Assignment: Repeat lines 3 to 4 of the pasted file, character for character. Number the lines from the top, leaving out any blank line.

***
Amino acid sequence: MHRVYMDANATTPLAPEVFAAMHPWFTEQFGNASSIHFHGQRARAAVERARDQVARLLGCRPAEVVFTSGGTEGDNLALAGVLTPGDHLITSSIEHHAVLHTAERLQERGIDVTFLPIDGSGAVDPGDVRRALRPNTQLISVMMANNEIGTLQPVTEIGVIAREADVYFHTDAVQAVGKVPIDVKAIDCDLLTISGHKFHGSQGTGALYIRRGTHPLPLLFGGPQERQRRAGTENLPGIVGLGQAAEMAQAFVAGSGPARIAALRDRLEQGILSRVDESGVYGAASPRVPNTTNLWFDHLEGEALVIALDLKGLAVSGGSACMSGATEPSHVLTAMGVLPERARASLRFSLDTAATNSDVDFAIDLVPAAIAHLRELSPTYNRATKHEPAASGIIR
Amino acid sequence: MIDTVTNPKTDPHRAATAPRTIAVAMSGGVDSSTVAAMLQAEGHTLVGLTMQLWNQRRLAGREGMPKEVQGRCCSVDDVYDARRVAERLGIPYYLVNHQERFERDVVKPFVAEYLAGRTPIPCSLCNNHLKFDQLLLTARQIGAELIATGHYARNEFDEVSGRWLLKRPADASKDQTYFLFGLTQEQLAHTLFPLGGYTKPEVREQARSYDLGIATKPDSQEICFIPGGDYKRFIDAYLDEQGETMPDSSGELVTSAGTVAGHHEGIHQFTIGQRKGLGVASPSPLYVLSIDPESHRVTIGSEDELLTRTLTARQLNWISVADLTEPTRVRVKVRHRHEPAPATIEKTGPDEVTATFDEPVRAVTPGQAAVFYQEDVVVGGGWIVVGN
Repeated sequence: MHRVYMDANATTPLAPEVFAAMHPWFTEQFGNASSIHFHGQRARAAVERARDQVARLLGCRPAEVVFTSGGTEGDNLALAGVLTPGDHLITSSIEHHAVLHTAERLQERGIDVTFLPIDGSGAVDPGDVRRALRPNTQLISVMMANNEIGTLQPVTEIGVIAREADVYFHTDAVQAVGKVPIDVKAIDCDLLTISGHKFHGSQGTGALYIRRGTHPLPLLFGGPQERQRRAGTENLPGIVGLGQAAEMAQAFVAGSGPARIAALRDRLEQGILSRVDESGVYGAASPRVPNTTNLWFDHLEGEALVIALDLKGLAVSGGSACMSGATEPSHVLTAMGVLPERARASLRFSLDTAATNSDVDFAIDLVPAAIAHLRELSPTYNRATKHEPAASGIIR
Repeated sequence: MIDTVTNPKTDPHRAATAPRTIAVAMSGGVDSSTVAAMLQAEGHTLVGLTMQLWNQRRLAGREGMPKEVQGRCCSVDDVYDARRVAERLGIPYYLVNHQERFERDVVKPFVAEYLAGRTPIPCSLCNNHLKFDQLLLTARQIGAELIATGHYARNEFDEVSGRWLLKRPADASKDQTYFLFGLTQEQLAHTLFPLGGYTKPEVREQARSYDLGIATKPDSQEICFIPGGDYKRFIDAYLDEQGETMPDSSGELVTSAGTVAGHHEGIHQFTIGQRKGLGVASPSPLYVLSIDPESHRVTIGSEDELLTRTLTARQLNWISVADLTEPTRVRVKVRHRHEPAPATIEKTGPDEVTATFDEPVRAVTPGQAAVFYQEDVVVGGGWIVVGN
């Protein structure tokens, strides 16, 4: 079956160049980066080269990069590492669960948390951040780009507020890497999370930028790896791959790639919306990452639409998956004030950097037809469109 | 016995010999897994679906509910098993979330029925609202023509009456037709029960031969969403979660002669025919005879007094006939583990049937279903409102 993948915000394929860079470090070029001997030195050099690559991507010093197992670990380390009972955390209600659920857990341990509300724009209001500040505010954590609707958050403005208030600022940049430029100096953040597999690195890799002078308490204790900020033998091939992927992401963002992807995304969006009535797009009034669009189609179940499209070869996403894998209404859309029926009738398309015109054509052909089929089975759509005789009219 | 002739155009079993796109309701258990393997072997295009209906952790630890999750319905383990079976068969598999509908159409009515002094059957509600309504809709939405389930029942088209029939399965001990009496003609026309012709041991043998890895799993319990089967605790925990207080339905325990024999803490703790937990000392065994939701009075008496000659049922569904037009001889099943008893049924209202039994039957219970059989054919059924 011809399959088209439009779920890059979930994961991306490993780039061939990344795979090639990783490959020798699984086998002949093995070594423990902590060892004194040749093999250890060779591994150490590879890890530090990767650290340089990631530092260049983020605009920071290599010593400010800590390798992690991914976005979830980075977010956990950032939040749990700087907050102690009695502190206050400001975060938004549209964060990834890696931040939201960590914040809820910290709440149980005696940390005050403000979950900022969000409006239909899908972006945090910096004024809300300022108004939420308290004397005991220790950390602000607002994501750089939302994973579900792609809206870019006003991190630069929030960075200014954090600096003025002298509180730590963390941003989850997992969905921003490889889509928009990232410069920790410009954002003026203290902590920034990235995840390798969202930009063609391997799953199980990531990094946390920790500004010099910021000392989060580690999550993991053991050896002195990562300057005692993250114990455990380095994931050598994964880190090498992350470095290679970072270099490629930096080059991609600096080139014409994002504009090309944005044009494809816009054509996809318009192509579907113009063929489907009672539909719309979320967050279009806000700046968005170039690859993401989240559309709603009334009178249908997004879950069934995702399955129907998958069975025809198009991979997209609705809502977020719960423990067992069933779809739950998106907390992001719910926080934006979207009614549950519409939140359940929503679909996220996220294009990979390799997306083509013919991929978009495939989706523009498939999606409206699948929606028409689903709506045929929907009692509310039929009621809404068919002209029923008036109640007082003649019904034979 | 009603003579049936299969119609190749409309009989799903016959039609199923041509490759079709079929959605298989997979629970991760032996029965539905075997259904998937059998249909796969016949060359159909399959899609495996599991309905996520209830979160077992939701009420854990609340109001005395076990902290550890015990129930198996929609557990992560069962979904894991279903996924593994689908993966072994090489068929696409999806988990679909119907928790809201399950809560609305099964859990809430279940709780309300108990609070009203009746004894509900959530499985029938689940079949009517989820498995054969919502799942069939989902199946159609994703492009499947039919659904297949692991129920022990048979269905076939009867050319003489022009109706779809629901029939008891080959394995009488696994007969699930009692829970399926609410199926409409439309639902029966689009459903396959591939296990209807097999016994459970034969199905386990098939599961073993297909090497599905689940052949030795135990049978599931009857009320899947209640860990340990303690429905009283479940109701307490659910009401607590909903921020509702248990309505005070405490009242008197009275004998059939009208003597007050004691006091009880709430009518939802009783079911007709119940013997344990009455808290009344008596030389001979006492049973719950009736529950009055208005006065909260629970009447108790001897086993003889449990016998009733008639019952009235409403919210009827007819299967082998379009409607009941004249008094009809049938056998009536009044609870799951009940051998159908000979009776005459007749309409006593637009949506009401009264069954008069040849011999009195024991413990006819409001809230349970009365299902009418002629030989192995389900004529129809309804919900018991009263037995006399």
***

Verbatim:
Repeated sequence: MHRVYMDANATTPLAPEVFAAMHPWFTEQFGNASSIHFHGQRARAAVERARDQVARLLGCRPAEVVFTSGGTEGDNLALAGVLTPGDHLITSSIEHHAVLHTAERLQERGIDVTFLPIDGSGAVDPGDVRRALRPNTQLISVMMANNEIGTLQPVTEIGVIAREADVYFHTDAVQAVGKVPIDVKAIDCDLLTISGHKFHGSQGTGALYIRRGTHPLPLLFGGPQERQRRAGTENLPGIVGLGQAAEMAQAFVAGSGPARIAALRDRLEQGILSRVDESGVYGAASPRVPNTTNLWFDHLEGEALVIALDLKGLAVSGGSACMSGATEPSHVLTAMGVLPERARASLRFSLDTAATNSDVDFAIDLVPAAIAHLRELSPTYNRATKHEPAASGIIR
Repeated sequence: MIDTVTNPKTDPHRAATAPRTIAVAMSGGVDSSTVAAMLQAEGHTLVGLTMQLWNQRRLAGREGMPKEVQGRCCSVDDVYDARRVAERLGIPYYLVNHQERFERDVVKPFVAEYLAGRTPIPCSLCNNHLKFDQLLLTARQIGAELIATGHYARNEFDEVSGRWLLKRPADASKDQTYFLFGLTQEQLAHTLFPLGGYTKPEVREQARSYDLGIATKPDSQEICFIPGGDYKRFIDAYLDEQGETMPDSSGELVTSAGTVAGHHEGIHQFTIGQRKGLGVASPSPLYVLSIDPESHRVTIGSEDELLTRTLTARQLNWISVADLTEPTRVRVKVRHRHEPAPATIEKTGPDEVTATFDEPVRAVTPGQAAVFYQEDVVVGGGWIVVGN